Brian Jacks Uchi Mata

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Brian Jacks Uchi Mata
Brian Jacks Uchi Mata
Cover art
Developer(s) Andy Walker, Paul Hodgson
Publisher(s) Martech
Platform(s) Commodore 64, Amstrad CPC, ZX Spectrum
Release date(s) 1986
Genre(s) Sports, Fighting
Mode(s) One or two players, Simultaneous
Distribution Floppy disk, Cassette

Brian Jacks Uchi Mata (or just Uchi Mata) is a judo fighting game released for various home computers, sold on the name of British Olympic judoka Brian Jacks.

Summary[edit]

This computer game is notable for its control scheme that allowed users to perform various fighting techniques.[citation needed]

A similar control scheme would be used a year later in Capcom's arcade game Street Fighter. Another feature that would later appear in Street Fighter was the inclusion of hidden moves: moves that were not included in the instruction manual that players would have to find on their own.[1] Unlike most other martial arts games the approach is more important than the actual kick/shove/punch etc., since the player must first grab the opponent and subsequently do an up/down/left/right combo (about ten different options to choose from) on the joystick before anything happens. The most powerful move is called uchi mata and if performed correctly it will knock out the opponent no matter how much strength he may have left. A nice little detail here is that the opponent's eyes (really just two black dots, and only one since the game is a side scroller) close/disappear when he lands on his back after a knock out-move, as if to say 'he's gone'. Punching is not allowed, yet there's one available punch in the game, and if executed the player is immediately disqualified.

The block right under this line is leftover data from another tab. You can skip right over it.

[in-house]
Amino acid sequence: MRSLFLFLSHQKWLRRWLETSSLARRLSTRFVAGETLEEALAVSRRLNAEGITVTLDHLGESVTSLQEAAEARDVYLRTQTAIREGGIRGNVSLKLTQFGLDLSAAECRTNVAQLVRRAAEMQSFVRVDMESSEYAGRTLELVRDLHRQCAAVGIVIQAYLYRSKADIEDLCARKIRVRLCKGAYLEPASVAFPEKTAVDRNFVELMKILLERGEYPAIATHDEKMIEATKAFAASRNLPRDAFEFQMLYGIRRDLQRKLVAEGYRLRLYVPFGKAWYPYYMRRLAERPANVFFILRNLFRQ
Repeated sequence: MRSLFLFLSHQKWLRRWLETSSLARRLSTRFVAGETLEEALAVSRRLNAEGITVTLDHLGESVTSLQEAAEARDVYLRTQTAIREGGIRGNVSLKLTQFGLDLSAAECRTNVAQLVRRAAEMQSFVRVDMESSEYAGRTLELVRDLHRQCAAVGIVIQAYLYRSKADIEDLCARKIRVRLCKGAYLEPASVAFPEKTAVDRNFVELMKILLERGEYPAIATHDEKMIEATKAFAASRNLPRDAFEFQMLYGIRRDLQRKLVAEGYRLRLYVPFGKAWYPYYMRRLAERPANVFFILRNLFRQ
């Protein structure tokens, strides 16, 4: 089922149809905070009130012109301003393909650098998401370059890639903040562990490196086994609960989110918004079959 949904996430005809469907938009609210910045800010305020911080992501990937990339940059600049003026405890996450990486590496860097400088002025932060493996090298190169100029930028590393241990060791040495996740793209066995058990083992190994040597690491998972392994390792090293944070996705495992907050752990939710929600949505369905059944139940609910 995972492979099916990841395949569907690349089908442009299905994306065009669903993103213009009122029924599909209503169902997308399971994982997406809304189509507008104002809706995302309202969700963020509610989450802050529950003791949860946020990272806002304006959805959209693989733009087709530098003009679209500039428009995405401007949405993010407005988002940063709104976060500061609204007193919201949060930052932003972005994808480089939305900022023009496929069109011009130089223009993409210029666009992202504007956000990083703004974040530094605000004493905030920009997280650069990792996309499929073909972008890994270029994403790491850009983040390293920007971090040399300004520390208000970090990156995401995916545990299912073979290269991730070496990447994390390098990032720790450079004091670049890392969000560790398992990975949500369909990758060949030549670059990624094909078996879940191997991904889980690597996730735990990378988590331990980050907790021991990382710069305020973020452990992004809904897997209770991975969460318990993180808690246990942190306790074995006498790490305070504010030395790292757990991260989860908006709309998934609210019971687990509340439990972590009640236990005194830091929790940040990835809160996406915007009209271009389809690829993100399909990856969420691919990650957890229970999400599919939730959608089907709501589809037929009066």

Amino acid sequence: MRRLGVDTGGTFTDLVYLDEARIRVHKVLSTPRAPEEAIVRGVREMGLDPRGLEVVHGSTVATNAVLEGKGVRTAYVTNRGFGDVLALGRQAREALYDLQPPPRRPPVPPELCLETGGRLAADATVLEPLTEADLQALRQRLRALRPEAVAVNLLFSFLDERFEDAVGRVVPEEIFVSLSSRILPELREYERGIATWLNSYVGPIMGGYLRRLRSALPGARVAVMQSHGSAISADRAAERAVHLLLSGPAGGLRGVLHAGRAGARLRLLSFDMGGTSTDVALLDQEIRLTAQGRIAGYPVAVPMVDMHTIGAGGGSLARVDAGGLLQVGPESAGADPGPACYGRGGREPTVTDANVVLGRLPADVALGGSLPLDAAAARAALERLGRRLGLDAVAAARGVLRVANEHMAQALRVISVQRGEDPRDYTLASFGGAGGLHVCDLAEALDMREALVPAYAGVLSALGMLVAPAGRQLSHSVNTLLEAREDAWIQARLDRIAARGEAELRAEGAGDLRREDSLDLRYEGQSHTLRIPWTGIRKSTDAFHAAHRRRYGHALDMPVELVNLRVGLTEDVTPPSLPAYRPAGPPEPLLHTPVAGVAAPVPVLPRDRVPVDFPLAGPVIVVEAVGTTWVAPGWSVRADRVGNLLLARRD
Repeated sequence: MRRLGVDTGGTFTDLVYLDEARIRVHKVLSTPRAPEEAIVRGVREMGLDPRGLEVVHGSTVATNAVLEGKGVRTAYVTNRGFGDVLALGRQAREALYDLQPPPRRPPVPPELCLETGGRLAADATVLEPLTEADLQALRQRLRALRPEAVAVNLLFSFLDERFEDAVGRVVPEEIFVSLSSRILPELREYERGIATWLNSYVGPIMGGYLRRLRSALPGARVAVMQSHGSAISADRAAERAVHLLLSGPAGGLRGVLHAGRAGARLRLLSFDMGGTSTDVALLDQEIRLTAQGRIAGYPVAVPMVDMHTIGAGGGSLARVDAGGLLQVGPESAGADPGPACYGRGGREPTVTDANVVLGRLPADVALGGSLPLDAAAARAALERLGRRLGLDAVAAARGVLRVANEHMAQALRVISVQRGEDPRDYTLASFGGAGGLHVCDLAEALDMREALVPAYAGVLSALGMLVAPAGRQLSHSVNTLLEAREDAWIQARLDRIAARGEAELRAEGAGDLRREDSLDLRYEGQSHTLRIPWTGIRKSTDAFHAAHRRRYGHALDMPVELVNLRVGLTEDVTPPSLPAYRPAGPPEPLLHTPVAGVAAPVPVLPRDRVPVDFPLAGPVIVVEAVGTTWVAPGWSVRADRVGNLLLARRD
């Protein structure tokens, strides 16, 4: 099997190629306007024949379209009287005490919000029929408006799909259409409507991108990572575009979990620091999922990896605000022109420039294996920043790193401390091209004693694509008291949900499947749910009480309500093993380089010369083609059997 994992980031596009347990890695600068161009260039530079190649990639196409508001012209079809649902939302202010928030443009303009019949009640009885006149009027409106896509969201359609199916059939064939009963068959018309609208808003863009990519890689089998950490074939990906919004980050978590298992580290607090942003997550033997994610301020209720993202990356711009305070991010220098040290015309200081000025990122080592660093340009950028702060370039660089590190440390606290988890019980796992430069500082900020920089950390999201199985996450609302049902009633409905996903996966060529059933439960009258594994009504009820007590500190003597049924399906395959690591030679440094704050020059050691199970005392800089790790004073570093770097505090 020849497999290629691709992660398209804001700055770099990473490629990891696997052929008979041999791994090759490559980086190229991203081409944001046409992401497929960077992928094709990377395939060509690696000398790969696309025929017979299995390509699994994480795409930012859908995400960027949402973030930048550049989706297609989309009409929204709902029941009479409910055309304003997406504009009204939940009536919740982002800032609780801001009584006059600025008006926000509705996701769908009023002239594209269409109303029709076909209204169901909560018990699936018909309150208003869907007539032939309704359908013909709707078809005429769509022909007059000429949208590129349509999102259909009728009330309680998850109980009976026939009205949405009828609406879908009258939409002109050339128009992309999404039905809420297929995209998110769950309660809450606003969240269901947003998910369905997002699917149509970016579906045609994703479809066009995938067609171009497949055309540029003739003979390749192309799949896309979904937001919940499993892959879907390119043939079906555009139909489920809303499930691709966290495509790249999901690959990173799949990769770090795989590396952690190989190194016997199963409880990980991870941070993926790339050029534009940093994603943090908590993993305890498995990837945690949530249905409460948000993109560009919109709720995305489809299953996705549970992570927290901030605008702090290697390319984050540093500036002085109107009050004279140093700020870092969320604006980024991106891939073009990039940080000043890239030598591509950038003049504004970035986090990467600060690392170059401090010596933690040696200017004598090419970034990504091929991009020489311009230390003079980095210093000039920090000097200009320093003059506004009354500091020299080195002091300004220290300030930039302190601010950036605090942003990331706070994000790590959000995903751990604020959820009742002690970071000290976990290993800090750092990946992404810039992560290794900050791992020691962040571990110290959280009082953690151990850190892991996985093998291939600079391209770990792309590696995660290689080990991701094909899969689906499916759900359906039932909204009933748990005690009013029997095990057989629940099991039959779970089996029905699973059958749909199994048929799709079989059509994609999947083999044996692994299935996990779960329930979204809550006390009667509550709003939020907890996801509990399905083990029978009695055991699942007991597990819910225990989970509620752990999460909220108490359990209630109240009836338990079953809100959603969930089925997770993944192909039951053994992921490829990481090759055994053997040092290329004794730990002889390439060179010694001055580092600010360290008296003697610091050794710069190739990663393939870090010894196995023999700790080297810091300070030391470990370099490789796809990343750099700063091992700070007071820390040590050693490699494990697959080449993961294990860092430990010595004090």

There are six to seven opponents in each level and you can continue play working your way up the 'Dan' ratings.

References[edit]

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